But the ultimate question is how does this work out in the context of the Puyo Puyo games? The typical Puyo Puyo matches works within the context of the games, but for the different adaptions like manga it’s commonly ignored. This is because Puyo Puyo matches fall into the trapping of being repetitive and restrictive from an actual narrative standpoint. This has an unfortunate side effect of the titular Puyos ironically being downplayed a lot. Tottemo! Puyo Puyo however is unique in the sense that it managed to find a work around in several key areas.
The first point is that the Puyos themselves do play a role in the stories. Some stories focus on the Puyos going through their own problems, for example one story has Arle and Schezo babysit a group of baby Puyos while the parent Puyos repair their house. Puyos are also used as a tool for conflict, one story involving the entire cast being transformed into Puyos and basically threatened with death via the traditional Puyo popping. But most importantly, the Puyos are used in creative ways by Arle in dire situations. There are plenty of situations where Arle will try to use Puyos in creative ways, ranging from stairs, bridges, flight, and projectiles.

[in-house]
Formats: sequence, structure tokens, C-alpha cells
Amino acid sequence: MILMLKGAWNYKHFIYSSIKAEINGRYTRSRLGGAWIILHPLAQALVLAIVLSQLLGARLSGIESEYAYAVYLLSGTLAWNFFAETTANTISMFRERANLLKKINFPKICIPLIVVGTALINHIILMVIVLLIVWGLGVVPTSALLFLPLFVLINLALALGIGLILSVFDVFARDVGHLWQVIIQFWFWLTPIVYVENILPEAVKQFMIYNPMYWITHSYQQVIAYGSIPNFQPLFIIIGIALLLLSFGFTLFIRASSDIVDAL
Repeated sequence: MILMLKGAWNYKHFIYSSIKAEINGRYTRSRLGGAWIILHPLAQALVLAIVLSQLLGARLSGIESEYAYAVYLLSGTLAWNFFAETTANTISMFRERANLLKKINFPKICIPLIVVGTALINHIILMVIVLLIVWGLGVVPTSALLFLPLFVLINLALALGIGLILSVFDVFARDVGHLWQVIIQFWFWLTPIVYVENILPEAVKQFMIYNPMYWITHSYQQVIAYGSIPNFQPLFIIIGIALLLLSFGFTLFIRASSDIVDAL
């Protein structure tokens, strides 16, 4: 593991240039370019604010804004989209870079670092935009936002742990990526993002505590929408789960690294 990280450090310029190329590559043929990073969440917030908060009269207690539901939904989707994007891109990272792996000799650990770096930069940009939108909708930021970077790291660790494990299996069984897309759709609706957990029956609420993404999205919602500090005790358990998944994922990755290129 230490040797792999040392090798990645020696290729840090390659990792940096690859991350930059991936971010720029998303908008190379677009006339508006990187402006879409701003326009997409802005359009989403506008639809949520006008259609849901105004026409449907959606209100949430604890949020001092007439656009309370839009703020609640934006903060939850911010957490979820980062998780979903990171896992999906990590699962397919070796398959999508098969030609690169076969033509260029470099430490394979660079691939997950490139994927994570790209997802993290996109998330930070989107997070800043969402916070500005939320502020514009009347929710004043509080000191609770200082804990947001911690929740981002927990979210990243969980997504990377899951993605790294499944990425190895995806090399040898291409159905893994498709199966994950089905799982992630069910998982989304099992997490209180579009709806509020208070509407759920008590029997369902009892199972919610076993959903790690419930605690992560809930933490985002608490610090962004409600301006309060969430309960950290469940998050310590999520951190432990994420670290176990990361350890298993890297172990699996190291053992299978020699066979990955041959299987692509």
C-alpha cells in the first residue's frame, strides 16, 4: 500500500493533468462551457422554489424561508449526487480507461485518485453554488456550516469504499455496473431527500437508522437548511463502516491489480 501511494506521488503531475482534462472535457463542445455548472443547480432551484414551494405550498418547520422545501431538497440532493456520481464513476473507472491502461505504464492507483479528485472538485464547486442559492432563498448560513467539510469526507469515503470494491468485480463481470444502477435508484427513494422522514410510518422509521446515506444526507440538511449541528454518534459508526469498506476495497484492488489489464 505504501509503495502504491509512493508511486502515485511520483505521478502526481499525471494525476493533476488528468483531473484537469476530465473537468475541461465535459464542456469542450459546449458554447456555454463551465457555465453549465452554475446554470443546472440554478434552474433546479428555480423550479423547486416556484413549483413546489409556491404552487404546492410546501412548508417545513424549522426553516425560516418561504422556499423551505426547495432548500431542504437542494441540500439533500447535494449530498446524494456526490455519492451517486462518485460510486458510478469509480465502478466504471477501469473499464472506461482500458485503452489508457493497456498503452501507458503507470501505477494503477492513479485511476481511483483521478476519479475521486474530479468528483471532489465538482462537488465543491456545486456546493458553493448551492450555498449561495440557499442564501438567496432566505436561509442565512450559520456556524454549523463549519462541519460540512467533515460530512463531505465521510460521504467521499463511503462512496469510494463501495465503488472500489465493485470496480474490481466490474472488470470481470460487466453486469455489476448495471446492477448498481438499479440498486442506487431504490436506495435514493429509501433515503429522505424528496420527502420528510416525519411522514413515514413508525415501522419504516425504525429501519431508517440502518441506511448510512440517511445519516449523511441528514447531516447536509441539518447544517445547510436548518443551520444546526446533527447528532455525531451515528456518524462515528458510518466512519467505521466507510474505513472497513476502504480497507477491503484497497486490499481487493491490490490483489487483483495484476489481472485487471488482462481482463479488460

Overall, Tottemo! Puyo Puyo do a good job at capturing that Puyo Puyo spirit in comic form. In fact I’d argue it’s one of the better adaptations for a video game, simply because it tries to takes the original formula and tries something familiar, yet different enough that it feels like a fresh interpretation. Yet I’d also argue this is the type of manga that would only appeal to a specific audience, the Puyo Puyo fans, as veteran manga readers may not see anything particularly special about these manga. This is also the type of manga where it arguably gets better with each volume, with the more notable moments happening roughly around the 3rd or 4th volume. But I’d still recommend a read if you’re at least curious.